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Movement for disability justice

Abilities Dance channels advocacy in new performance

Celina Colby
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Movement for disability justice
Abilities Dance Company performs at the Multicultural Arts Center. PHOTO: JAYPIX/PIXWORX

Ellice Patterson, founder and artistic director of Abilities Dance Boston, is stepping up her artistic game. Since its inception, Abilities Dance has spread awareness about the experiences of artists with disabilities and BIPOC artists. In the company’s latest performance, “Intersections,” Patterson takes things to the next level, bringing in an active advocacy lens.

This world premiere debuts April 22-23 at the Multicultural Arts Center in Cambridge and online. Created by an all-BIPOC team, “Intersections” addresses specific disability legislation that’s on the table now in Massachusetts and honors the legacies of activists and change-makers in that space.

“Art has always influenced culture and various social justice movements,” says Patterson. “Through creating a ballet meant to include all through a disability justice lens, we hope this can influence our community to support intersectional disability justice and dismantle the various inequities we face.”

Abilities Dance Company performs at the Multicultural Arts Center. PHOTO: JAYPIX/PIXWORX

The performance is structured as a series of vignettes. Each vignette honors a different activist or highlights a different issue. Many are tied directly to legislation that audience members can vote on in upcoming elections.

Heather Watkins is one of the local activists honored in “Intersections.” As a longtime disability advocate, Watkins is on the board of directors for the Disability Policy Consortium and a cofounder of the Divas with Disabilities Project, a digital project empowering and uplifting women with disabilities. She stepped away from the organization in 2015.  In other pieces, the choreography addresses broader issues such as medical trauma and how the forced sterilization of Indigenous women and the high maternal mortality rate of Black women intersect.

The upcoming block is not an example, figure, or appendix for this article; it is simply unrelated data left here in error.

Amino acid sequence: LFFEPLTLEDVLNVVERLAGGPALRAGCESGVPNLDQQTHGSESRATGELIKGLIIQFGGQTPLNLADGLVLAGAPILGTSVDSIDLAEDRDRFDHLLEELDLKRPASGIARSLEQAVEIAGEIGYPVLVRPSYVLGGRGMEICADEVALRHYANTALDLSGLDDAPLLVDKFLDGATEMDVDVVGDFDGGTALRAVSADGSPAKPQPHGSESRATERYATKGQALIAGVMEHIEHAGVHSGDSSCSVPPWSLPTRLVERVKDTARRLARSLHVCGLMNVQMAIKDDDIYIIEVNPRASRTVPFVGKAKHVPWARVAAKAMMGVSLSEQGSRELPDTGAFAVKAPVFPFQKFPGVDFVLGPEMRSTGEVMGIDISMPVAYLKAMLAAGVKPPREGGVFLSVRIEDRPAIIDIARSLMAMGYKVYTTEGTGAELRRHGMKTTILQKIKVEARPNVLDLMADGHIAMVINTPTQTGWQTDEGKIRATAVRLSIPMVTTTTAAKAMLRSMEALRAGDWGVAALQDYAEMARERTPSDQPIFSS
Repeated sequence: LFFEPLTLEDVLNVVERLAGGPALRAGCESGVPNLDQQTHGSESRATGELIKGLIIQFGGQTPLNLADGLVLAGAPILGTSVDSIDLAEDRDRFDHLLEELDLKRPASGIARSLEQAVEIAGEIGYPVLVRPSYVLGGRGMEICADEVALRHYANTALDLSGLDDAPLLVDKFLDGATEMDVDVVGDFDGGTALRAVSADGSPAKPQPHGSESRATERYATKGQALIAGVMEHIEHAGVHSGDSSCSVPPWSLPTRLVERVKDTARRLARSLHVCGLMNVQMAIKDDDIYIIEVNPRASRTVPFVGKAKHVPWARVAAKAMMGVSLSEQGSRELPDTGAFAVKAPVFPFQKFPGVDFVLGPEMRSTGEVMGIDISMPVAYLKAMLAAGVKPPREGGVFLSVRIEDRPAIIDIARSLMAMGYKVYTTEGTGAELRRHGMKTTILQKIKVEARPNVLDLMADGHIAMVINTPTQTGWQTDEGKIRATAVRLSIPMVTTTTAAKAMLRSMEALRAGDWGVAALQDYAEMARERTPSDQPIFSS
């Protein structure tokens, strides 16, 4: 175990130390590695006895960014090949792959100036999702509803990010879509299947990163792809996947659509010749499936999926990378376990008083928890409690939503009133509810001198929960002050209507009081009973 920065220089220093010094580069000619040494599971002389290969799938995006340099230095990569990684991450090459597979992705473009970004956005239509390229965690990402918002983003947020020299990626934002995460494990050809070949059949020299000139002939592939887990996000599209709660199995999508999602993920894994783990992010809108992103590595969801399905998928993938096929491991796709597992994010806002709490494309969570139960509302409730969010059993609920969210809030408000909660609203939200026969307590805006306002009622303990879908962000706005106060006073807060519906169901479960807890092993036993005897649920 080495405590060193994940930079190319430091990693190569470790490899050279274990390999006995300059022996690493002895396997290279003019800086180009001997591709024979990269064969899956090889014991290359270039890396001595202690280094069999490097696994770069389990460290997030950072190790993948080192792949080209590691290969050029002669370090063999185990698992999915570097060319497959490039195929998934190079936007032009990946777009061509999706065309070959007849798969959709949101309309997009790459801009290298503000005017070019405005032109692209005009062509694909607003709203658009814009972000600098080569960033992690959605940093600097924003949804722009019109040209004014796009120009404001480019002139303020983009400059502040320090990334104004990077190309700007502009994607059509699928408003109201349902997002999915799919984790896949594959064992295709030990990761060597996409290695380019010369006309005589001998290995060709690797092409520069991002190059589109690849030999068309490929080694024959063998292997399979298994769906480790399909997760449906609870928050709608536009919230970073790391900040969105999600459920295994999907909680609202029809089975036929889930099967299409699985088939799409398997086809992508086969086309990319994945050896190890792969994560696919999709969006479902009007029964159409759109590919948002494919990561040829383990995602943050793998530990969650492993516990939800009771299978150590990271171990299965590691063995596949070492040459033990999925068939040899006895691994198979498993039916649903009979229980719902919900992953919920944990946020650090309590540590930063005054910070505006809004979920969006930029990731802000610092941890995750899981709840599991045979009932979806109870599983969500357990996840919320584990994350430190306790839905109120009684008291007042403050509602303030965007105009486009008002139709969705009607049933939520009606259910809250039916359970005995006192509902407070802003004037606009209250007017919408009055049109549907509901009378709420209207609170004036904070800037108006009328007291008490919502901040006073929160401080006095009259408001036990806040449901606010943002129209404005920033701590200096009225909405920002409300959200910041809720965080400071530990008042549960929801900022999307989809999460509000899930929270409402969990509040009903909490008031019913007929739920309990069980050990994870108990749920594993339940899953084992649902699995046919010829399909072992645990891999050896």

After speaking with Watkins and other subjects about their experiences, Patterson worked with Andrew Choe, Abilities Dance Boston’s director of music, who composed a completely new score for the performance. New England Film Orchestra will perform this score live during the show. Patterson choreographed each piece to represent and honor the subject’s story while accommodating the unique movement processes of each dancer.

Ellice Patterson and the Abilities Dance Company perform at the Multicultural Arts Center. PHOTO: JAYPIX/PIXWORX

“Each piece is a slightly different style to really match the voices of the people,” says Patterson. “We’re discussing the themes and ideas of their life and their work and channeling that into music.” Patterson says she was surprised and honored by how vulnerable the figures she interviewed were willing to be.

Artists from across the country will perform “Intersections” live, with a series of accessibility measures in place, including a virtual streaming of the performance, audio descriptions for blind and low-vision audiences, and captions and ASL interpretations for deaf and hard of hearing audiences. As always, there are an unlimited number of free tickets offered for those with economic barriers.

Abilities Dance is a nonprofit that uses dance and other art forms to promote intersectional disability rights in Greater Boston and beyond.

The goal of “Intersections” is for audiences to leave inspired to make change. Patterson recommends that audience members explore the Disability Policy Consortium’s learning resources and educate themselves about bills that can support the disability community.

For Patterson, this is an exciting new step in her activist journey. “I’ve done a lot of work building awareness and representation,” she says. “I’m hoping to take it a step further into action and advocacy, and to also honor those whose stories have been entrusted to us.”